Posts tagged “Halaby

National Poetry Month Has Arrived

April is here; spring is in the air, flowers are starting to bloom, and it’s National Poetry Month!  Each year, Syracuse University Press takes a moment to recognize the work of talented poets by sharing one of our favorite pieces.  Last year we celebrated with Poe and this year we chose to commend one of our own, Laila Halaby.  She is a best-selling novelist and PEN Award winner who entered the world of poetry last year with her first collection my name on his tongue: poemsThrough her poetic words, Halaby forms a touching memoir that speaks to and for a large audience.

Halaby-au pic     home

as a young child
when Home
was where you lived
and where-are-you-from?
was more about your parents
I thought
I belonged
to the Whites
because that
was where
my house was

I pretended
those children
with chisels
in their powdery hands
and spit in their wet pink mouths
didn’t mean to hurt me
as they questioned
my name
my face
my place of birth
my father’s absence

when I stared
in the mirror
examined my skin
peeled it back
peeked through
at tissue and veins
and blood
saw who
I really was
I opted
for the Arabs
erased all
erased my house
let those warm
dark arms
hold me
love me
make me theirs
build me
a new house

it worked
for a while

until I found
that Home
is inside
not out
that the view changesmy name on his tongue
where I sit
which window
I look out of

mixed blood
is like an old trailer
that’s always frowned at
because no matter where
it’s parked
it’s always
out of place

on the other hand

you can drag it anywhere
if your hitch is strong enough
just be careful
if there’s a hurricane
or tornado
will be the first to go

Happy National Poetry Month!

Author Spotlight: Laila Halaby

Book: my name on his tongue: poems

Using a narrative style, best-selling novelist Laila Halaby passionately promotes poetry as a means for change. In my name on his tongue, Halaby, who was born in Lebanon to a Jordanian father and American mother, processes the world through her words and stories. She transforms her personal experiences into moving poems which reflect her insights on peace, war, family, and hope for change.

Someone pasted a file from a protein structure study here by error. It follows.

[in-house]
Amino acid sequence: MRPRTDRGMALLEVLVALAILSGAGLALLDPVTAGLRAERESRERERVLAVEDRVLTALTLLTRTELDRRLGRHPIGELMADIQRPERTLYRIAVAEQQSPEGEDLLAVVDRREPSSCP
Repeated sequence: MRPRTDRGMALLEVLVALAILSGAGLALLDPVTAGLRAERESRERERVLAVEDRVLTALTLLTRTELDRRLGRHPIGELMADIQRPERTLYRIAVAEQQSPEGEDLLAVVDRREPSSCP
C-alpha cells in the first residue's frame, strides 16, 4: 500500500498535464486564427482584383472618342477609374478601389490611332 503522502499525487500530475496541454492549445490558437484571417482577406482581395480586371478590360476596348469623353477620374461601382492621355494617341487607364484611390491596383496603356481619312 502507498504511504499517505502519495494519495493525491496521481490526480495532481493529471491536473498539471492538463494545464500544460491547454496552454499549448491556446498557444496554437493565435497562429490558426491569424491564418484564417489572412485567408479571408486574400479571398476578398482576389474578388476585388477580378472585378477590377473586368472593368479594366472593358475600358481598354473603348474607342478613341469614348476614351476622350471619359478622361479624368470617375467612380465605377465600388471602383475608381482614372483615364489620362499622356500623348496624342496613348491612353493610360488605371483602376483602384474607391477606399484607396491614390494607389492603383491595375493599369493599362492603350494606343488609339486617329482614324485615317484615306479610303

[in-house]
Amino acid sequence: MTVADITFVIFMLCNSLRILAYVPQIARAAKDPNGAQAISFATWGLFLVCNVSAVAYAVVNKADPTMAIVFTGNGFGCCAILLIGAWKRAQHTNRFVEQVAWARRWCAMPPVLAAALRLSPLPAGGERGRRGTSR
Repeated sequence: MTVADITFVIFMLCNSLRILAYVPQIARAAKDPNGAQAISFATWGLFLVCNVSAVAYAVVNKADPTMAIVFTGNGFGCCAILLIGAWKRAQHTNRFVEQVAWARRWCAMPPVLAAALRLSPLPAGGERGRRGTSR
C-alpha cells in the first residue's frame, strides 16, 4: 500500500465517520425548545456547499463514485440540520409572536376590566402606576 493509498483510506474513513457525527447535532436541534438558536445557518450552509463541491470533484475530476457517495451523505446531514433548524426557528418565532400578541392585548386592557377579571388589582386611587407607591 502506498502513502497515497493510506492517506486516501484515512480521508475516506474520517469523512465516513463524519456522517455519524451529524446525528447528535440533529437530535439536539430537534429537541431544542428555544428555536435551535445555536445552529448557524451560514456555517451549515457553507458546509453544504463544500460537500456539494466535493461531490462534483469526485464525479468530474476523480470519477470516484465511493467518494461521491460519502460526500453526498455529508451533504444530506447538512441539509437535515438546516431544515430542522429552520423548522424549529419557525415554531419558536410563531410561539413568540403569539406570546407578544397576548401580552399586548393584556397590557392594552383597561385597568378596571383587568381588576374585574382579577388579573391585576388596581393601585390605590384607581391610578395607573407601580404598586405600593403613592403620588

The title, my name on his tongue, is very intriguing and piques curiosity among those who pick up your book. Why did you choose this specific title, echoed by unconventional orthography? (e. e. Cummings)

“when we were trying to come up for a title for my second novel, once in a promised land, I remember my editor telling me that I needed to look within the book, that the title was already there.  I did exactly that with my name on his tongue, as it originally had a title that didn’t work well (I can’t remember what it was) and in retrospect it seems as though it was always sitting there waiting for me.”

Displacement seems to be the strongest theme of the book.  Are there multiple intended audiences other than people who are torn between two cultures? 

“I have never written with my audience in mind.  I write what I write and whoever finds it interesting reads it.  I don’t like the idea that only people who have experienced two cultures would want to pick this up.  rather, I’d like to think that anyone would find it accessible.”

What are the most important attributes in creating such a raw, personal , and witty composition of poems? 

“honesty.  sincerity.”

Does the front cover illustration on “my name on his tongue” represent you in any way? 

“no.  not at all.”

Have you done any traveling to inspire your poetry aside from emigrating from Lebanon to the United States?

“I have traveled off and on over the years and some of that wanders into the poems.  pretty much everything wanders into poems.”

Which poem was the easiest to write? The hardest? 

“I’m not sure I can break it down quite so simply.  there were some poems that took more effort to get the words just right (I am thinking ‘taking a moment to thank our sponsors’) and there were others that took more structural effort (‘the journey’ was originally a talk that I gave).  these poems span about twenty years and how I approach poetry, writing in general, has probably changed some over that time.”

Your poems are divided into two chapters: “No matter how much za’atar you eat, you still gotta work to be an Arab/writer/woman” and “My grandma and your grandma were sitting by the fire…” Both reference female struggles- do you consider yourself to be a feminist?

“I’m not good with labels, so no, I don’t consider myself a feminist.  but then I don’t really consider myself an arab-american.  I suppose if I need to be labeled then some of those terms apply, but I don’t think of it that way.  my view of the first section reference my own struggles.  the last section reference struggles in general.”

In your letter to Barack Obama, you wrote “you can see both sides of a situation because you are both sides.” How has navigating between two cultures helped you to view the world differently? 

“being from two worlds means you are given two sets of eyes with which to view the world.  I think it has given me the tools to step out of myself and be able to see situations more clearly — and not just as they relate to culture.”

Your writing in “my name on his tongue” is very stimulating, sometimes wistful, and passionate. Do you consider yourself to be a painter of words or categorize yourself as something other than a writer? 

“a label question.  I write.  I have high standards for myself and take it seriously, but I don’t categorize myself one way or the other.”

Laila Halaby’s my name on his tongue: poems was published last month (May 22) and is available for purchase on the Syracuse University Press website.